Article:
Introduction: The Industrial Policy Debate — Jefferson versus Hamilton
For nearly four centuries, Americans have debated the government’s proper role in developing the economy. Most Americans would agree in principle with Thomas Jefferson’s maxim that “the government that governs least, governs best.”1 Jeffersonians champion a radical individualism in which the government is restricted to guarding law, order, and, especially, private property. The government’s sole role in the economy is to leave it alone. Markets should be completely free. The “free market,” paradoxically, is not anarchical; the natural laws of supply and demand determine outcomes. Consumers desire something. Entrepreneurs supply it. “Greed is good” because in striving to serve one’s own needs through work, innovation, buying, and selling, one inadvertently serves others. Thus does the “invisible hand” of the market solve all of society’s problems and desires.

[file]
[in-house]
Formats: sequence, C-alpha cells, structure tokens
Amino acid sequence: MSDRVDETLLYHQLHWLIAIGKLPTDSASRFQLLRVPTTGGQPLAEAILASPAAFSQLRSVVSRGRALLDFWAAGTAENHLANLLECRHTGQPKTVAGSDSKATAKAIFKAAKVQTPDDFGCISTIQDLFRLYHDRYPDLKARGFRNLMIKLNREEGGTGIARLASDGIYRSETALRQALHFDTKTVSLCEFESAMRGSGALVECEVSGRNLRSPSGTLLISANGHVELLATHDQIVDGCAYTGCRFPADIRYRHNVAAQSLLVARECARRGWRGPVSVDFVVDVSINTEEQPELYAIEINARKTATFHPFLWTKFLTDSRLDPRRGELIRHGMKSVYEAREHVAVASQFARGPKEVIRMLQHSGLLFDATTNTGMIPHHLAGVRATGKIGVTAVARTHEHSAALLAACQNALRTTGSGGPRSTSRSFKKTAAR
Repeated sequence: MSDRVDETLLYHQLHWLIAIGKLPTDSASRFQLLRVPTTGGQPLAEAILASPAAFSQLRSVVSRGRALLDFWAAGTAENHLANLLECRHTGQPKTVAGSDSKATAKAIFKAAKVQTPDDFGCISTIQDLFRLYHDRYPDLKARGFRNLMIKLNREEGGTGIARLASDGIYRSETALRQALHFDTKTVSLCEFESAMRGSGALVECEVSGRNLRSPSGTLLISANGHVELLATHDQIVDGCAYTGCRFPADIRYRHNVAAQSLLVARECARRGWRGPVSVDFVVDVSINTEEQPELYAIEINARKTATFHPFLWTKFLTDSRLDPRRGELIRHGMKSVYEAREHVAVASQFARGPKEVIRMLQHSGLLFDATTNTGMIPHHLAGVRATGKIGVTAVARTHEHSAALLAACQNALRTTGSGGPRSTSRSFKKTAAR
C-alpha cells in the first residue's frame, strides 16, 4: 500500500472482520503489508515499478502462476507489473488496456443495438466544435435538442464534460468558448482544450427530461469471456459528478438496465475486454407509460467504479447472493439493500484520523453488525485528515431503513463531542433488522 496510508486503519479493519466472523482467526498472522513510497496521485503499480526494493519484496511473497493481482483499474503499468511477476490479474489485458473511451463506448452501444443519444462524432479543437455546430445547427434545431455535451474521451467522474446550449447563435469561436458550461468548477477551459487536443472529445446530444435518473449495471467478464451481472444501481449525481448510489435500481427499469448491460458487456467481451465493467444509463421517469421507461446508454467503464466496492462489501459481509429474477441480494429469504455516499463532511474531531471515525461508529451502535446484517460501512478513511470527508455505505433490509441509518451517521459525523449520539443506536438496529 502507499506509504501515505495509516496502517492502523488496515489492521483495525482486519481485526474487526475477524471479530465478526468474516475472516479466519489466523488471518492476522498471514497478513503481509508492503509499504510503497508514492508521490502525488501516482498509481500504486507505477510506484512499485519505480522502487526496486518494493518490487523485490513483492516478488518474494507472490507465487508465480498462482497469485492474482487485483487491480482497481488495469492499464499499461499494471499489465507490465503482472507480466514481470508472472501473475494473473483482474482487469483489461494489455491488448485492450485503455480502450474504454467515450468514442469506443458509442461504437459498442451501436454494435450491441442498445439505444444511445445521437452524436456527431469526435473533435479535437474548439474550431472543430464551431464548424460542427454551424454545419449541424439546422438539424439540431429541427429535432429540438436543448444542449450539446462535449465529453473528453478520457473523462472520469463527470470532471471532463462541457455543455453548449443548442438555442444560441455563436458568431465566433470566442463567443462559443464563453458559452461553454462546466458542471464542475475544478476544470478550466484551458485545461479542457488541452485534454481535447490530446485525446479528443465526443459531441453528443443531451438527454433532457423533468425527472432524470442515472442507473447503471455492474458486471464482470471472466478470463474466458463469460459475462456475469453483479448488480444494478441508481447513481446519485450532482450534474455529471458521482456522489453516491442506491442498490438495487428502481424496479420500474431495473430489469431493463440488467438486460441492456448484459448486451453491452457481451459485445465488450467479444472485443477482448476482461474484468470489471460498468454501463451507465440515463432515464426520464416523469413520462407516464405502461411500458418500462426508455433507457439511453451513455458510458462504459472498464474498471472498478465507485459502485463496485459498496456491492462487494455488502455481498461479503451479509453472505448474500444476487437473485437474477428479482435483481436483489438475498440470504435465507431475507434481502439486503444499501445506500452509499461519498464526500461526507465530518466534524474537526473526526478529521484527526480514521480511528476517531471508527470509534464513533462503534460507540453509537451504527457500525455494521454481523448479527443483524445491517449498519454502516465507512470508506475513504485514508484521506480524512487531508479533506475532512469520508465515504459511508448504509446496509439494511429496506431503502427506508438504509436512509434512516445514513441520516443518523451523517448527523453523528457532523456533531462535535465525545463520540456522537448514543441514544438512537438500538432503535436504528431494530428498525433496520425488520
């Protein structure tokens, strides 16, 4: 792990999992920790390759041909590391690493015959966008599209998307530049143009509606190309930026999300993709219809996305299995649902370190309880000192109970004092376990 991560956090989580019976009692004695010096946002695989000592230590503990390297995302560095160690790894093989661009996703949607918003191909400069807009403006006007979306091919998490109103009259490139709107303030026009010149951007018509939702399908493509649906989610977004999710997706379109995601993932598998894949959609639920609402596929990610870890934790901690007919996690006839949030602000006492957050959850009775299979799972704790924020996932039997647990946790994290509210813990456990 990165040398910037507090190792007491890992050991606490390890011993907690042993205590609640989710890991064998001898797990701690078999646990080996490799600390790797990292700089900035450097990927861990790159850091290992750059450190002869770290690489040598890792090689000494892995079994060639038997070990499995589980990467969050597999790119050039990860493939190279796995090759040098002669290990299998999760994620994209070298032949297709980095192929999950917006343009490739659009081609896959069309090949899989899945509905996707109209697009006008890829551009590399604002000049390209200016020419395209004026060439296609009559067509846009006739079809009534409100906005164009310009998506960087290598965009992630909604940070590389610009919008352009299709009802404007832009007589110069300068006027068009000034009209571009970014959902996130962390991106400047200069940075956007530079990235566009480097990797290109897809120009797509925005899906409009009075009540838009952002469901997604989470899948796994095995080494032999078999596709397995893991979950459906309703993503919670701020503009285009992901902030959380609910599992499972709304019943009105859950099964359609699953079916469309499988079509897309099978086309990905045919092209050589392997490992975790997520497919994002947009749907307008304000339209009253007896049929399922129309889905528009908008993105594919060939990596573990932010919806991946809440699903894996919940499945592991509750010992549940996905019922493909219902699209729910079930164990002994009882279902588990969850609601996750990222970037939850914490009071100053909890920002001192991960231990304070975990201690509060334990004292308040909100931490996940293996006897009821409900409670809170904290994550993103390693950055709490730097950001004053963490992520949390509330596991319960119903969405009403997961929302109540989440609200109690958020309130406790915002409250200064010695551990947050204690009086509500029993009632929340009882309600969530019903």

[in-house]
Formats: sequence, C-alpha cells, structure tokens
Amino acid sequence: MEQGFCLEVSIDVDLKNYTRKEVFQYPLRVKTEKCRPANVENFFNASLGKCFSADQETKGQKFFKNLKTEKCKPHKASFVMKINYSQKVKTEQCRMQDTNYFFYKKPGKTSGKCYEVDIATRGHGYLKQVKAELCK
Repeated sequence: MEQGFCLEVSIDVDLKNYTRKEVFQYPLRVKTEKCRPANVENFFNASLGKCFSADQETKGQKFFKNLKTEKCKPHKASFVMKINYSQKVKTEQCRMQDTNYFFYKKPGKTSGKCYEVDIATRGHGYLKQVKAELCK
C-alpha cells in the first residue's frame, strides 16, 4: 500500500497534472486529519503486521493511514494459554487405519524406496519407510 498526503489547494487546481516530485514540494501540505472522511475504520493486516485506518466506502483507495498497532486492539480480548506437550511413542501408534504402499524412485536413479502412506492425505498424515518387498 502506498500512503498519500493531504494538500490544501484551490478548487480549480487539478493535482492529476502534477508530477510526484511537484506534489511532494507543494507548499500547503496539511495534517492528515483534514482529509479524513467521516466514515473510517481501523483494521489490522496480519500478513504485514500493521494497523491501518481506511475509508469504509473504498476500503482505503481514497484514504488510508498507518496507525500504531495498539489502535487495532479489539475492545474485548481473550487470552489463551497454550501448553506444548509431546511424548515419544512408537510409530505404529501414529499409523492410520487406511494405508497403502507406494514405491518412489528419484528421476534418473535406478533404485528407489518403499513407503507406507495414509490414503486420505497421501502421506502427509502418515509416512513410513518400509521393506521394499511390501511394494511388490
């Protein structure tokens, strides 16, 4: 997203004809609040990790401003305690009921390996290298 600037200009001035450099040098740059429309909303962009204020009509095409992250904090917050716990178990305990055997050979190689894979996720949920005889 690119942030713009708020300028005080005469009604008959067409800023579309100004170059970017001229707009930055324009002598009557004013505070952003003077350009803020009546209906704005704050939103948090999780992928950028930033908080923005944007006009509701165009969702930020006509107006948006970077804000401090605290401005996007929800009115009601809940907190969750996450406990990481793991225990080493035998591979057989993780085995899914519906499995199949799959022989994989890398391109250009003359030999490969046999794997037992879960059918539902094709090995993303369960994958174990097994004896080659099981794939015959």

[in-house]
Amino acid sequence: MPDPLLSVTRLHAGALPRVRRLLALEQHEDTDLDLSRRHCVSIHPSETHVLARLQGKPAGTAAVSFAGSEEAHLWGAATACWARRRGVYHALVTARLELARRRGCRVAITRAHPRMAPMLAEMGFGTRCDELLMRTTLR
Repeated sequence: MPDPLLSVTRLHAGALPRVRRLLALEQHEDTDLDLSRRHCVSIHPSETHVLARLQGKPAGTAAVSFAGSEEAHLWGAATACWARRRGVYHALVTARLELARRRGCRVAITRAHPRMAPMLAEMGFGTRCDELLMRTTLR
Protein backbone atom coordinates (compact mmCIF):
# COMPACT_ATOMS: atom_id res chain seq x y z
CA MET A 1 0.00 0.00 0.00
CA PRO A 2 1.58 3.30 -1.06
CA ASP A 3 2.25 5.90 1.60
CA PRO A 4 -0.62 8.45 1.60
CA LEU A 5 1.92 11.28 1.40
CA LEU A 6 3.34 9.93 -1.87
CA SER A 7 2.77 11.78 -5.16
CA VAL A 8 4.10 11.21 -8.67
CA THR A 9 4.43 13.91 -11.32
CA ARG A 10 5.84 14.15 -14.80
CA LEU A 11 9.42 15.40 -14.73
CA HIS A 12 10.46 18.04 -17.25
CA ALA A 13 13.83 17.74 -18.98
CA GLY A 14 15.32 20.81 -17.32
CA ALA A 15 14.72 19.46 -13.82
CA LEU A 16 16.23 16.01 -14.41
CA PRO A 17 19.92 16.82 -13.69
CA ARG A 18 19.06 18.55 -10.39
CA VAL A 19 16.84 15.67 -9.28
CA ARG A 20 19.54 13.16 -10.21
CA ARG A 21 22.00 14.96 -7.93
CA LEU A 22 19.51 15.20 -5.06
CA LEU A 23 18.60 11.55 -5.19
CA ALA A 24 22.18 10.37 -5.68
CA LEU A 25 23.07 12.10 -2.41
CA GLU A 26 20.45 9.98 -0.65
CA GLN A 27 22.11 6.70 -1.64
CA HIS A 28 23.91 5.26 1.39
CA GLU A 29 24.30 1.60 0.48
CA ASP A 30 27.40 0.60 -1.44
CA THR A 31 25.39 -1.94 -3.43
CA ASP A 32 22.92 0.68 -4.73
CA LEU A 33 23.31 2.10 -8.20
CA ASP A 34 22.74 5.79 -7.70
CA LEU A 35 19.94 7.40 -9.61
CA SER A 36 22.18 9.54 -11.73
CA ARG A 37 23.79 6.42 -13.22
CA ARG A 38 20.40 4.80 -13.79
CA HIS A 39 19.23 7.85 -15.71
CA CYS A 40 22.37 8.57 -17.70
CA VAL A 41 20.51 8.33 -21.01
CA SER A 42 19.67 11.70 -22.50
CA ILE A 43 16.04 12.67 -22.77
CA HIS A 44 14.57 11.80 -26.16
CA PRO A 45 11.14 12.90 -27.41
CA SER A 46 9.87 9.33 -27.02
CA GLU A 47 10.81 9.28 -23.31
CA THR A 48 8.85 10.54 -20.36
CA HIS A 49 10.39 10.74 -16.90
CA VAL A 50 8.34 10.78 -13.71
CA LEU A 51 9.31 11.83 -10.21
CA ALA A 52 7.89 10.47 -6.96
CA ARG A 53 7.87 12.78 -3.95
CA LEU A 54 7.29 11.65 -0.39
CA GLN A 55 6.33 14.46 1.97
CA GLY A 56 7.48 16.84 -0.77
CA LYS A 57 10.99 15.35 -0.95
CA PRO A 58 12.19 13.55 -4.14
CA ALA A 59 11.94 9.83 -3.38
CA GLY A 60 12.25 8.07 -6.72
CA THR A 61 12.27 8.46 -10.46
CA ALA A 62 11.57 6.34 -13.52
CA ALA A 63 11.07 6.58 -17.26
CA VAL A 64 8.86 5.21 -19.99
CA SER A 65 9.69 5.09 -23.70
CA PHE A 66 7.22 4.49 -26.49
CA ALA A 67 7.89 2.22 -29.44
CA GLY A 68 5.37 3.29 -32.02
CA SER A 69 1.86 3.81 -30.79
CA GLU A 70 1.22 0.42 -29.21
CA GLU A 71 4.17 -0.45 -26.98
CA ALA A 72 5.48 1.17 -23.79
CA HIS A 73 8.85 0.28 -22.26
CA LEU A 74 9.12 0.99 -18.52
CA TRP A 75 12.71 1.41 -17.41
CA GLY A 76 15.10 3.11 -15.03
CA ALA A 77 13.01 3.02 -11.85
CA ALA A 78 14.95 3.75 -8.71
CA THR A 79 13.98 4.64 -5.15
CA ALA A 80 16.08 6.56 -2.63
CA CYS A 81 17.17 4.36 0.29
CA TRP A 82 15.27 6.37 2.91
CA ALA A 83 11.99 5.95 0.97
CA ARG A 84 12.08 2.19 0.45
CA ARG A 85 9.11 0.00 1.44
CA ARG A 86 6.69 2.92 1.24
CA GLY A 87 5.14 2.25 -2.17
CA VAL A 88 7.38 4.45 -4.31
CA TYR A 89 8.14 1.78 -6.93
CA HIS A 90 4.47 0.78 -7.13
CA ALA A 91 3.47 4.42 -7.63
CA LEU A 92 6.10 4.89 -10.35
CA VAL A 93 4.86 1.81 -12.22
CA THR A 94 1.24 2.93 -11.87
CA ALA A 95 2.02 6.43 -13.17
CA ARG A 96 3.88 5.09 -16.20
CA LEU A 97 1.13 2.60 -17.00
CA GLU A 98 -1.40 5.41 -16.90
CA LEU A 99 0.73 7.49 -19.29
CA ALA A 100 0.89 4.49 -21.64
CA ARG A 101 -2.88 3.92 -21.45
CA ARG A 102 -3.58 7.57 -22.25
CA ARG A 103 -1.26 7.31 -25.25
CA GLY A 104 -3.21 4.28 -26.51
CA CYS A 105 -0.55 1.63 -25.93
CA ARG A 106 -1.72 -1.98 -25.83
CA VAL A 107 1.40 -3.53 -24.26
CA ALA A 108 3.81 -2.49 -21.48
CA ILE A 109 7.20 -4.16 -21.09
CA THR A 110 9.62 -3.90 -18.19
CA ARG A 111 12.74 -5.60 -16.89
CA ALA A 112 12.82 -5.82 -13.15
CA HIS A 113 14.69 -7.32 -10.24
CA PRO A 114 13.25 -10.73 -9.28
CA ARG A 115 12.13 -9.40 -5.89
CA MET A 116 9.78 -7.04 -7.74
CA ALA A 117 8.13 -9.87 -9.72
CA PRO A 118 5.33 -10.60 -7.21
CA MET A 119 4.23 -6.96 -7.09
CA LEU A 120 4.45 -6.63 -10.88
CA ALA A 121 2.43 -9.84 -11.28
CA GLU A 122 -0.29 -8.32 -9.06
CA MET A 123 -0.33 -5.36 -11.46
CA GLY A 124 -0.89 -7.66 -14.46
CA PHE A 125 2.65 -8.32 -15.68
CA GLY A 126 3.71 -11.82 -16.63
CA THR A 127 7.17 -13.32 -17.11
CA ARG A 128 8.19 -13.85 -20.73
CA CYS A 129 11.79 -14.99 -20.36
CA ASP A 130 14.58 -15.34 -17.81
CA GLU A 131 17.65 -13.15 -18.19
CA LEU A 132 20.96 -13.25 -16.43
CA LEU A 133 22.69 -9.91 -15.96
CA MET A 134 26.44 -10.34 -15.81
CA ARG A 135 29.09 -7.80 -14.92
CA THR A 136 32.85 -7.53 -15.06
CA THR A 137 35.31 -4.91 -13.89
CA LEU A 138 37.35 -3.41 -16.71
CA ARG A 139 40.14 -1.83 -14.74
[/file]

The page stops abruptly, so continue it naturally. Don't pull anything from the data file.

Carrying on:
KeywordsFree Market Industrial Policy Invisible Hand Visible Hand Emergency Agency
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- 1.Thomas Jefferson, Notes on the State of Virginia (Chapel Hill, NC: University of North Carolina Press, 1955), pp. 164–5.Google Scholar
- 2.Adam Smith, An Inquiry into the Nature and Causes of the Wealth of Nations (New York: Oxford University Press, 1993), pp. 220–1.Google Scholar
- 3.Alexander Hamilton, “Continentalist No. V” (18 April 1782), “Opinion on the Constitutionality of an Act to Establish a National Bank” (23 February 1791), “Report on the Subject of Manufactures” (5 December 1791), in Morton J. Frisch (ed.), Selected Writings and Speeches of Alexander Hamilton (Washington, DC: American Enterprise Institute, 1985), pp. 279, 312, 296, 294, 57, 299, 58-9, 311.Google Scholar